Silence teaches in a way that nothing else can

A comment made about yesterday’s post, “Just know it will be alright” made me think that phrase might be interpreted as something along the lines of giving up and just hoping the answer to a problem you are dealing with might appear out of nowhere.

What I intended was “just know it will be alright” in the sense of practicing hope:

“Hope isn’t just looking at the positive things in this world, or expecting the best. That’s a fragile kind of cheerfulness, something that breaks under the weight of a normal human life. To practice hope is to face hard truths, harder truths than you can face without the practice of hope. You can’t navigate dark places without a light, and hope is that light for humanity’s dark places. Hope lets you study environmental destruction, war, genocide, exploitative relations between peoples. It lets you look into the darkest parts of human history, and even the callous entropy of a universe hell bent on heat death no matter what we do. When you are disciplined in hope, you can face these things because you have learned to put them in context, you have learned to swallow joy and grief together, and wait for peace.”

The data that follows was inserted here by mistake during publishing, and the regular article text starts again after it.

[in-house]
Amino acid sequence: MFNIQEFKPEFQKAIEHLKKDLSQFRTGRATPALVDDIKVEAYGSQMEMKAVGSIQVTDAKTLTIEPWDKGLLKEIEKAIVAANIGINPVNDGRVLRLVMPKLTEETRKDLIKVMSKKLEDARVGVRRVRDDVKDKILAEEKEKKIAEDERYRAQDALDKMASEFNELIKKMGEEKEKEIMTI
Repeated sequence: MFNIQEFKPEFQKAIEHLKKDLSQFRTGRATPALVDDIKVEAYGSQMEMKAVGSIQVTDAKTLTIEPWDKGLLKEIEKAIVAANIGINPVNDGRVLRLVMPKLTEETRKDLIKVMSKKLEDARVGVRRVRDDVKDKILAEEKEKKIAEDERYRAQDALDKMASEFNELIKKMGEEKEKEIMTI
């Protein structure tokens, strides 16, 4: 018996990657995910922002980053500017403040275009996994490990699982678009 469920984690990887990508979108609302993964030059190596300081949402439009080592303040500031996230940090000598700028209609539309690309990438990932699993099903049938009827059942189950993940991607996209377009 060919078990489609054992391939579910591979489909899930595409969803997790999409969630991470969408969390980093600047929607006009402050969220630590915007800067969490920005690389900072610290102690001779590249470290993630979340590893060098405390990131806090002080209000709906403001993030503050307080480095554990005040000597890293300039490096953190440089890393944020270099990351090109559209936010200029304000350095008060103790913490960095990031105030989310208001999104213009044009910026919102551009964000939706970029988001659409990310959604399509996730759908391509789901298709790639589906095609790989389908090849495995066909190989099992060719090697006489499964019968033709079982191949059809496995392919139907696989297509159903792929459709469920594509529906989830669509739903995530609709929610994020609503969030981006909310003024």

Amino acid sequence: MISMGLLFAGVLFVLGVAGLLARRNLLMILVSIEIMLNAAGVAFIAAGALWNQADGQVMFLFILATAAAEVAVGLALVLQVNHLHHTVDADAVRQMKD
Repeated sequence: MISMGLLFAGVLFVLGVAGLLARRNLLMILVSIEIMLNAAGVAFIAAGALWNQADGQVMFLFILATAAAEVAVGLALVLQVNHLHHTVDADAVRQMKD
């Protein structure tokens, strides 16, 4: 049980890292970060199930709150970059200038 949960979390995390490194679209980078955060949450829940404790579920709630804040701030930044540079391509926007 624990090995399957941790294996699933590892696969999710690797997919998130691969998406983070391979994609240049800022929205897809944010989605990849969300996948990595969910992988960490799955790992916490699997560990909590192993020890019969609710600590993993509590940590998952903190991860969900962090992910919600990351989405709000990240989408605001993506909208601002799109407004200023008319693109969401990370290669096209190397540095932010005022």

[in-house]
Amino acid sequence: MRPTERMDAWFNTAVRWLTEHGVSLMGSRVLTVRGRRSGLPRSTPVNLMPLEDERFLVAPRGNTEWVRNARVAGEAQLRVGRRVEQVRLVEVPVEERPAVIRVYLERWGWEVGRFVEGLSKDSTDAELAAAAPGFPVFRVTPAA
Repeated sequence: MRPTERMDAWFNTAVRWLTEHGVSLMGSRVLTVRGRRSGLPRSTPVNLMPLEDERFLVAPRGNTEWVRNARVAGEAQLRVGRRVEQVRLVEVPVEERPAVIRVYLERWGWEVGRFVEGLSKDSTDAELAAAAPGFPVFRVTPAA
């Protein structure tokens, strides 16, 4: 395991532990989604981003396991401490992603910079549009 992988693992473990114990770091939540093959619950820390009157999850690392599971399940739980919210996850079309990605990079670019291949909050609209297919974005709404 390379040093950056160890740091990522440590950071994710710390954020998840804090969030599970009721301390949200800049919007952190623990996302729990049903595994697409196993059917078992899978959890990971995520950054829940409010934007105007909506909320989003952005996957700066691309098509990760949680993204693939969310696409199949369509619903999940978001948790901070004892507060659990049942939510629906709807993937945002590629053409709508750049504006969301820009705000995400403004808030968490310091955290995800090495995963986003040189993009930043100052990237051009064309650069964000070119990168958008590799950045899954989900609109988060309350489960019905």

Quinn Norton…/it-is-bitter-tea-that…/

To complicate this further, people of faith do wait for answers from the Spirit. But they actively, intentionally listen for the Spirit’s message, and thus do believe it will be alright when they hear and follow that message.

Today’s passage from A Cherokee Feast of Days, Volume Two, by Joyce Sequichie Hifler follows:

Real power is often just knowing when to keep our mouths shut. We have so much we want to say and so many to say it to that it is almost impossible to stay silent.

But silence teaches in a way that nothing else can. The mind makes deep adjustments in the quiet times. True laughter bubbles up from humor too precious for words–and brings with it a joy that dissolves disappointment.

Real, mind-changing power is of the spirit an can clear a path a mile wide through pain. The human spirit fights valiantly, and when it is blended with this power, it comes out like a tiger.

March 31, Joyce Sequichie Hifler
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